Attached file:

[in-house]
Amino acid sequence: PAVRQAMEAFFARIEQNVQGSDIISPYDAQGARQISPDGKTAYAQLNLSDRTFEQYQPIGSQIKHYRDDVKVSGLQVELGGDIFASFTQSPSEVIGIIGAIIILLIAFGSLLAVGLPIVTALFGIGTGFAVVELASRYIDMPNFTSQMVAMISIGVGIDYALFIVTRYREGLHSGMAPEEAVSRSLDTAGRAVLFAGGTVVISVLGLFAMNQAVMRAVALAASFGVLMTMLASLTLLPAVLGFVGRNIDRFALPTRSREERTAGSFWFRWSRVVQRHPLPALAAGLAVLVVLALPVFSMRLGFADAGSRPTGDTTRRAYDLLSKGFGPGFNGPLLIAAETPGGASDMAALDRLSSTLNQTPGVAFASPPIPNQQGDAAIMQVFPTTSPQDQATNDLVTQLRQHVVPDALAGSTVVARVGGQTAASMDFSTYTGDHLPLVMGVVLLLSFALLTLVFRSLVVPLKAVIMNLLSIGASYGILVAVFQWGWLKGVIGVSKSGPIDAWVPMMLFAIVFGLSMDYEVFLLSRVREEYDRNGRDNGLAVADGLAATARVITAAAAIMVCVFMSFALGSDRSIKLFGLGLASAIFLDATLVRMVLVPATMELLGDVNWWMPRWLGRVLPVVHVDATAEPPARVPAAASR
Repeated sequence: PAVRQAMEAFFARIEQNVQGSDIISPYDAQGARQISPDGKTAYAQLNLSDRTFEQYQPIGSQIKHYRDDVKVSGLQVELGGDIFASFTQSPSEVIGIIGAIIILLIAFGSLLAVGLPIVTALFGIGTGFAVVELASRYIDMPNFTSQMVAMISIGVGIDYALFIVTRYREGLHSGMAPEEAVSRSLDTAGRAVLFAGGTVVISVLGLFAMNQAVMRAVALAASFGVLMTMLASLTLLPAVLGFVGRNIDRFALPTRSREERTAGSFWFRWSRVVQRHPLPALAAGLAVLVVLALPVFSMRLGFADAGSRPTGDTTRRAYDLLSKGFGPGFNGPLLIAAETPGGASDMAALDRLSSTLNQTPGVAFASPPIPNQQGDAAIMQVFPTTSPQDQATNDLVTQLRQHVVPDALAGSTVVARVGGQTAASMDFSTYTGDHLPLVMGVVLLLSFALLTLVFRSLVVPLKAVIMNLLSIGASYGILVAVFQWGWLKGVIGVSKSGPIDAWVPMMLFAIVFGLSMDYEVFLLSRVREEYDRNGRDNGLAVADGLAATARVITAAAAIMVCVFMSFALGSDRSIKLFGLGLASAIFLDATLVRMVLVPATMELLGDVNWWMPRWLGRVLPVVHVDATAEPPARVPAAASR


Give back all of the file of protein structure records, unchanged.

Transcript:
[in-house]
Amino acid sequence: PAVRQAMEAFFARIEQNVQGSDIISPYDAQGARQISPDGKTAYAQLNLSDRTFEQYQPIGSQIKHYRDDVKVSGLQVELGGDIFASFTQSPSEVIGIIGAIIILLIAFGSLLAVGLPIVTALFGIGTGFAVVELASRYIDMPNFTSQMVAMISIGVGIDYALFIVTRYREGLHSGMAPEEAVSRSLDTAGRAVLFAGGTVVISVLGLFAMNQAVMRAVALAASFGVLMTMLASLTLLPAVLGFVGRNIDRFALPTRSREERTAGSFWFRWSRVVQRHPLPALAAGLAVLVVLALPVFSMRLGFADAGSRPTGDTTRRAYDLLSKGFGPGFNGPLLIAAETPGGASDMAALDRLSSTLNQTPGVAFASPPIPNQQGDAAIMQVFPTTSPQDQATNDLVTQLRQHVVPDALAGSTVVARVGGQTAASMDFSTYTGDHLPLVMGVVLLLSFALLTLVFRSLVVPLKAVIMNLLSIGASYGILVAVFQWGWLKGVIGVSKSGPIDAWVPMMLFAIVFGLSMDYEVFLLSRVREEYDRNGRDNGLAVADGLAATARVITAAAAIMVCVFMSFALGSDRSIKLFGLGLASAIFLDATLVRMVLVPATMELLGDVNWWMPRWLGRVLPVVHVDATAEPPARVPAAASR
Repeated sequence: PAVRQAMEAFFARIEQNVQGSDIISPYDAQGARQISPDGKTAYAQLNLSDRTFEQYQPIGSQIKHYRDDVKVSGLQVELGGDIFASFTQSPSEVIGIIGAIIILLIAFGSLLAVGLPIVTALFGIGTGFAVVELASRYIDMPNFTSQMVAMISIGVGIDYALFIVTRYREGLHSGMAPEEAVSRSLDTAGRAVLFAGGTVVISVLGLFAMNQAVMRAVALAASFGVLMTMLASLTLLPAVLGFVGRNIDRFALPTRSREERTAGSFWFRWSRVVQRHPLPALAAGLAVLVVLALPVFSMRLGFADAGSRPTGDTTRRAYDLLSKGFGPGFNGPLLIAAETPGGASDMAALDRLSSTLNQTPGVAFASPPIPNQQGDAAIMQVFPTTSPQDQATNDLVTQLRQHVVPDALAGSTVVARVGGQTAASMDFSTYTGDHLPLVMGVVLLLSFALLTLVFRSLVVPLKAVIMNLLSIGASYGILVAVFQWGWLKGVIGVSKSGPIDAWVPMMLFAIVFGLSMDYEVFLLSRVREEYDRNGRDNGLAVADGLAATARVITAAAAIMVCVFMSFALGSDRSIKLFGLGLASAIFLDATLVRMVLVPATMELLGDVNWWMPRWLGRVLPVVHVDATAEPPARVPAAASR